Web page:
The Government Digital Service (GDS) has launched its Gov.uk website, intended to become a single domain for online public services to replace hundreds of departmental sites.
The move to Gov.uk is expected to create significant cost savings. According to a Parliamentary answer by Cabinet Office minister Francis Maude, Directgov’s running costs were more than four times higher than that of Gov.uk, totaling £21.4m for 2011-2012. The move will cost taxpayers up to £70m less a year than the services it replaces, according to the Guardian.
The beta version of Gov.uk was launched early this year.
Mike Bracken, executive director for digital at the Government Digital Service (GDS), said: “It is the first major, full platform release from the GDS. This release heralds a new approach to digital delivery of public services in the UK and it is the start of a new approach to all things digital in central government.”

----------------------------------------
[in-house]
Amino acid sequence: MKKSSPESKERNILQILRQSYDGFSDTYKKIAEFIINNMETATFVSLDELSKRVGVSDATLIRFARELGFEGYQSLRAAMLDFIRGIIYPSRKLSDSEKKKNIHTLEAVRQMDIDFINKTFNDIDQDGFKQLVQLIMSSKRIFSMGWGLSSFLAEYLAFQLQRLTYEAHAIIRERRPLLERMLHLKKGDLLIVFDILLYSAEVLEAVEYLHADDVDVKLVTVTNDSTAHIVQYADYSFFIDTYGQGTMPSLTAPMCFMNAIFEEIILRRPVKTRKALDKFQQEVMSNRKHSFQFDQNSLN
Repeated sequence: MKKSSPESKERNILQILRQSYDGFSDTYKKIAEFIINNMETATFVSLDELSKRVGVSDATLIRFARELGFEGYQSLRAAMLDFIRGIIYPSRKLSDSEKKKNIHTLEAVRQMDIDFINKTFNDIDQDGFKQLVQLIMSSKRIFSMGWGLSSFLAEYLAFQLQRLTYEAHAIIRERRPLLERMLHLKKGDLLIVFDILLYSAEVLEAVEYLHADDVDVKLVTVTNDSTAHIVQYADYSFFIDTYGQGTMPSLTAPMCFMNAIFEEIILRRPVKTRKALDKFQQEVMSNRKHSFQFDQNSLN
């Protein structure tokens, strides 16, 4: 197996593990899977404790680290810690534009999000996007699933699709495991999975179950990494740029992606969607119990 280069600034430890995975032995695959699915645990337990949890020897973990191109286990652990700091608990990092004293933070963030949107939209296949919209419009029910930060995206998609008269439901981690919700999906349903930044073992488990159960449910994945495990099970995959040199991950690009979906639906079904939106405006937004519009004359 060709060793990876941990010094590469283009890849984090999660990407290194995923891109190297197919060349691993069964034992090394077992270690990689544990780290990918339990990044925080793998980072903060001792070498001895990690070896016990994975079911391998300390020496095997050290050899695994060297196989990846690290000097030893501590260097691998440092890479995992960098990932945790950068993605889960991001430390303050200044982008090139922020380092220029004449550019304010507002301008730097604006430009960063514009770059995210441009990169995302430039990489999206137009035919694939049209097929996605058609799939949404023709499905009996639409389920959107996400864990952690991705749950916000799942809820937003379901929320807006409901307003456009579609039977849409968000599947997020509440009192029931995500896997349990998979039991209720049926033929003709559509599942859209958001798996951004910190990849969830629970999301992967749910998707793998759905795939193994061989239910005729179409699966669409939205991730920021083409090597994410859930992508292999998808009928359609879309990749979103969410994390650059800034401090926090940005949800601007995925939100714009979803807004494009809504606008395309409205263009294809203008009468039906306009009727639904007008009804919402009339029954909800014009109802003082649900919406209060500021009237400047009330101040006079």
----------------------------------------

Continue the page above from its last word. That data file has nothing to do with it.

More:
In a report to Cabinet minister Francis Maude in October 2010, Martha Lane Fox recommended all government digital services should be under a single URL.
"The user should not have to navigate the departmental structure of government before finding the service or content they need. On the web, this implies the adoption of a single internet domain for central government," said Martha Lane Fox.
Gov.uk is the start of a new era
"From here on, the future is driven by user needs," said Mike Bracken. "We will migrate major departments onto the platform in the following months, with hundreds of agencies to follow over the next 18 months. More platform services will follow: Metrics, Identity and more API’s are already in development. And our upcoming GDS will address the urgent need to redesign our mainstream transactions.
"So that’s why Gov.uk is important. It is simpler, clearer and faster for users and has changed how government works internally."
Also see: What the beta of Gov.uk means for public services